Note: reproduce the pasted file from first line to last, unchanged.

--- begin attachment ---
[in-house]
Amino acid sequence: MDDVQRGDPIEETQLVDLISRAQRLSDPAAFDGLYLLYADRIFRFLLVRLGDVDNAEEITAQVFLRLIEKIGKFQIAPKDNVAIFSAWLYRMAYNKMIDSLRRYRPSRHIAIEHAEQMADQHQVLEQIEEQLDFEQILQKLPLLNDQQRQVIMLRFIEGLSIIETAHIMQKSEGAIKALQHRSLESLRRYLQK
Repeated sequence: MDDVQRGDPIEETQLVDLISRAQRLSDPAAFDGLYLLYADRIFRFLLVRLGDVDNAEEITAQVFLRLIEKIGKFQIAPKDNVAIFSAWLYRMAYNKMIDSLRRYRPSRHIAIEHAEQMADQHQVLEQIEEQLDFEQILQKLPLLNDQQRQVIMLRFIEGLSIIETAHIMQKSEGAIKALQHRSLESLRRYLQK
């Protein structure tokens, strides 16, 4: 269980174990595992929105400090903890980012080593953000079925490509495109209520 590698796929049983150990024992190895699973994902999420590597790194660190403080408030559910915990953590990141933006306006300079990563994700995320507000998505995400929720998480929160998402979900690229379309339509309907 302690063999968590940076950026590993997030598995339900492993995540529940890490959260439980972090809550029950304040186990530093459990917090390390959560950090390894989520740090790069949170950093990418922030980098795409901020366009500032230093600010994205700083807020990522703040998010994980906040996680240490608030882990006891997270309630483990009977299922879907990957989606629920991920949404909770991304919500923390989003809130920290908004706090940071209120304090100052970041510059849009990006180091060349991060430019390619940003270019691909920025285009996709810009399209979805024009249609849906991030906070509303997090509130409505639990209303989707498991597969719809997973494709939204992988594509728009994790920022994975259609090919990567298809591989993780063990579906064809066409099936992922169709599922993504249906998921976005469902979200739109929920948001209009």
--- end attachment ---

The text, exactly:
[in-house]
Amino acid sequence: MDDVQRGDPIEETQLVDLISRAQRLSDPAAFDGLYLLYADRIFRFLLVRLGDVDNAEEITAQVFLRLIEKIGKFQIAPKDNVAIFSAWLYRMAYNKMIDSLRRYRPSRHIAIEHAEQMADQHQVLEQIEEQLDFEQILQKLPLLNDQQRQVIMLRFIEGLSIIETAHIMQKSEGAIKALQHRSLESLRRYLQK
Repeated sequence: MDDVQRGDPIEETQLVDLISRAQRLSDPAAFDGLYLLYADRIFRFLLVRLGDVDNAEEITAQVFLRLIEKIGKFQIAPKDNVAIFSAWLYRMAYNKMIDSLRRYRPSRHIAIEHAEQMADQHQVLEQIEEQLDFEQILQKLPLLNDQQRQVIMLRFIEGLSIIETAHIMQKSEGAIKALQHRSLESLRRYLQK
């Protein structure tokens, strides 16, 4: 269980174990595992929105400090903890980012080593953000079925490509495109209520 590698796929049983150990024992190895699973994902999420590597790194660190403080408030559910915990953590990141933006306006300079990563994700995320507000998505995400929720998480929160998402979900690229379309339509309907 302690063999968590940076950026590993997030598995339900492993995540529940890490959260439980972090809550029950304040186990530093459990917090390390959560950090390894989520740090790069949170950093990418922030980098795409901020366009500032230093600010994205700083807020990522703040998010994980906040996680240490608030882990006891997270309630483990009977299922879907990957989606629920991920949404909770991304919500923390989003809130920290908004706090940071209120304090100052970041510059849009990006180091060349991060430019390619940003270019691909920025285009996709810009399209979805024009249609849906991030906070509303997090509130409505639990209303989707498991597969719809997973494709939204992988594509728009994790920022994975259609090919990567298809591989993780063990579906064809066409099936992922169709599922993504249906998921976005469902979200739109929920948001209009």